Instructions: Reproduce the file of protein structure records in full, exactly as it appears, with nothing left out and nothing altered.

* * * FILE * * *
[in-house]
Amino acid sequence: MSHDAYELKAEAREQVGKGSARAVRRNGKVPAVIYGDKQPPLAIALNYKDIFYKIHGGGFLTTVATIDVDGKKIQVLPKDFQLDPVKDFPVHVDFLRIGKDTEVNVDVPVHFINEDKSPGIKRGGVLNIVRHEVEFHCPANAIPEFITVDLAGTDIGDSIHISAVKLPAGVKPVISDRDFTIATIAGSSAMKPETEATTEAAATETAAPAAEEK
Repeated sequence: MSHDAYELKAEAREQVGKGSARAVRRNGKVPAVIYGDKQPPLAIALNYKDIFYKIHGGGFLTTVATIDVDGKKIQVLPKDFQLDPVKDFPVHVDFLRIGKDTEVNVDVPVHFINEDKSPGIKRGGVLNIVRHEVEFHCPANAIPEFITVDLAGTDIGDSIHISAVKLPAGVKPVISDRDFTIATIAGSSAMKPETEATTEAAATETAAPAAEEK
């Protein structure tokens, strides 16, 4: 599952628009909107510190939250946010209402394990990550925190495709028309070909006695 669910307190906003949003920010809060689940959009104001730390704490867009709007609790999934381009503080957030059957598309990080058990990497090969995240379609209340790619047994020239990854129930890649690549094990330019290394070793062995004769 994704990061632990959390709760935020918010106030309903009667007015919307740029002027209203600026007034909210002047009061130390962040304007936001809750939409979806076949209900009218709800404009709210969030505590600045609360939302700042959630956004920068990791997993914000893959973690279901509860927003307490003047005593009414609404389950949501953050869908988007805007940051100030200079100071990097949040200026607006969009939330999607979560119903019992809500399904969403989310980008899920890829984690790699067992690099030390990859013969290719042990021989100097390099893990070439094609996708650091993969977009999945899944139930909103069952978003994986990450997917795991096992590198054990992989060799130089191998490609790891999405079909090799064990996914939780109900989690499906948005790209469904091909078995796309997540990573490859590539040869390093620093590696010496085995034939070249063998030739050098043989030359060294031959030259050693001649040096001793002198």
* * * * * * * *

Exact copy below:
[in-house]
Amino acid sequence: MSHDAYELKAEAREQVGKGSARAVRRNGKVPAVIYGDKQPPLAIALNYKDIFYKIHGGGFLTTVATIDVDGKKIQVLPKDFQLDPVKDFPVHVDFLRIGKDTEVNVDVPVHFINEDKSPGIKRGGVLNIVRHEVEFHCPANAIPEFITVDLAGTDIGDSIHISAVKLPAGVKPVISDRDFTIATIAGSSAMKPETEATTEAAATETAAPAAEEK
Repeated sequence: MSHDAYELKAEAREQVGKGSARAVRRNGKVPAVIYGDKQPPLAIALNYKDIFYKIHGGGFLTTVATIDVDGKKIQVLPKDFQLDPVKDFPVHVDFLRIGKDTEVNVDVPVHFINEDKSPGIKRGGVLNIVRHEVEFHCPANAIPEFITVDLAGTDIGDSIHISAVKLPAGVKPVISDRDFTIATIAGSSAMKPETEATTEAAATETAAPAAEEK
């Protein structure tokens, strides 16, 4: 599952628009909107510190939250946010209402394990990550925190495709028309070909006695 669910307190906003949003920010809060689940959009104001730390704490867009709007609790999934381009503080957030059957598309990080058990990497090969995240379609209340790619047994020239990854129930890649690549094990330019290394070793062995004769 994704990061632990959390709760935020918010106030309903009667007015919307740029002027209203600026007034909210002047009061130390962040304007936001809750939409979806076949209900009218709800404009709210969030505590600045609360939302700042959630956004920068990791997993914000893959973690279901509860927003307490003047005593009414609404389950949501953050869908988007805007940051100030200079100071990097949040200026607006969009939330999607979560119903019992809500399904969403989310980008899920890829984690790699067992690099030390990859013969290719042990021989100097390099893990070439094609996708650091993969977009999945899944139930909103069952978003994986990450997917795991096992590198054990992989060799130089191998490609790891999405079909090799064990996914939780109900989690499906948005790209469904091909078995796309997540990573490859590539040869390093620093590696010496085995034939070249063998030739050098043989030359060294031959030259050693001649040096001793002198």